Report on Kama'ehuakanaloa (United States) — September 1986
Scientific Event Alert Network Bulletin, vol. 11, no. 9 (September 1986)
Managing Editor: Lindsay McClelland.
Kama'ehuakanaloa (United States) Earthquake swarm
Please cite this report as:
Global Volcanism Program, 1986. Report on Kama'ehuakanaloa (United States) (McClelland, L., ed.). Scientific Event Alert Network Bulletin, 11:9. Smithsonian Institution. https://doi.org/10.5479/si.GVP.SEAN198609-332000
18.92°N, 155.27°W; summit elev. -975 m
All times are local (unless otherwise noted)
On 20 September, an earthquake swarm occurred in the vicinity of Lōʻihi. Seven events of M 2.8-3.9 were recorded between 1900 and 2300 before seismicity declined (figure 2).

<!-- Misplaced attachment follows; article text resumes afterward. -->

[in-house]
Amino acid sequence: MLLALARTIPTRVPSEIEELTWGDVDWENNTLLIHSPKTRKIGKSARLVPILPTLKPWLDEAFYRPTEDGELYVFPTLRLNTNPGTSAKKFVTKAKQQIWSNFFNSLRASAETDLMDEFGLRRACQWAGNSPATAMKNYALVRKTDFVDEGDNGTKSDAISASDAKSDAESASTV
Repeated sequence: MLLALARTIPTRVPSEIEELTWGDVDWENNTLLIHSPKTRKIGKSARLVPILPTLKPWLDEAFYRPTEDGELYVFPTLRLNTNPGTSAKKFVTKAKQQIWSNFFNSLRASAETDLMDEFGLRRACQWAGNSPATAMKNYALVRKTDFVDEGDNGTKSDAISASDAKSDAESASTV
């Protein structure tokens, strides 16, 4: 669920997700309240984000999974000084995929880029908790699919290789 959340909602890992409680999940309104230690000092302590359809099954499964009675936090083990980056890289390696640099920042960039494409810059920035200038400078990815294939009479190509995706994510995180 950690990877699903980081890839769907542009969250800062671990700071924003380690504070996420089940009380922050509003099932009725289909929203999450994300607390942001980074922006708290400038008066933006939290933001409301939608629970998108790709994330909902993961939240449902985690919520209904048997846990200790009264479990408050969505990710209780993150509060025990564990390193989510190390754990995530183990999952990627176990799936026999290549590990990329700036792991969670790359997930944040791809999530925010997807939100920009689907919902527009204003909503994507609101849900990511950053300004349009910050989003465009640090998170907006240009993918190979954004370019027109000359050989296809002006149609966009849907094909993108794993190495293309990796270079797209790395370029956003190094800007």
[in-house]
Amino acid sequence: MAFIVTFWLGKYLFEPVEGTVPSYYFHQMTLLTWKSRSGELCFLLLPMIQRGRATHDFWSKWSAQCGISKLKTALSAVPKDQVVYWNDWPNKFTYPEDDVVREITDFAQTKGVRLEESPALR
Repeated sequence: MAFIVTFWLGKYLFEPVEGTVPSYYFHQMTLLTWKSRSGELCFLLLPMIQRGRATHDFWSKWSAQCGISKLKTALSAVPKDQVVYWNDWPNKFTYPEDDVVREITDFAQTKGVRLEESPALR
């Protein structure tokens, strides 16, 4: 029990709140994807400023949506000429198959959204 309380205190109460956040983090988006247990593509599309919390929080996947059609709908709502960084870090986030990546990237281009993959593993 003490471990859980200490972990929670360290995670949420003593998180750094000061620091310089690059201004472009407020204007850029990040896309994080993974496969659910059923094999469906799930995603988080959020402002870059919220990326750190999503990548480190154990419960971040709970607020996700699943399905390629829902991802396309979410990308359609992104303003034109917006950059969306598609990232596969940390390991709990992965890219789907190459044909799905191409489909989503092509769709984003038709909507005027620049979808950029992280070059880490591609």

|Figure 2. Hypocenters of earthquakes in the vicinity of Hawaii and Lōʻihi seamount, September 1986. Courtesy of USGS.|
Geological Summary. The Kama’ehuakanaloa seamount, previously known as Loihi, lies about 35 km off the SE coast of the island of Hawaii. This youngest volcano of the Hawaiian chain has an elongated morphology dominated by two curving rift zones extending north and south of the summit. The summit region contains a caldera about 3 x 4 km and exhibits numerous lava cones, the highest of which is about 975 m below the ocean surface. The summit platform also includes two well-defined pit craters, sediment-free glassy lava, and low-temperature hydrothermal venting. An arcuate chain of small cones on the western edge of the summit extends north and south of the pit craters and merges into the crests prominent rift zones. Seismicity indicates a magmatic system distinct from that of Kilauea. During 1996 a new pit crater formed at the summit, and lava flows were erupted. Continued volcanism is expected to eventually build a new island; time estimates for the summit to reach the ocean surface range from roughly 10,000 to 100,000 years.
Information Contacts: C. Heliker, USGS Hawaiian Volcano Observatory.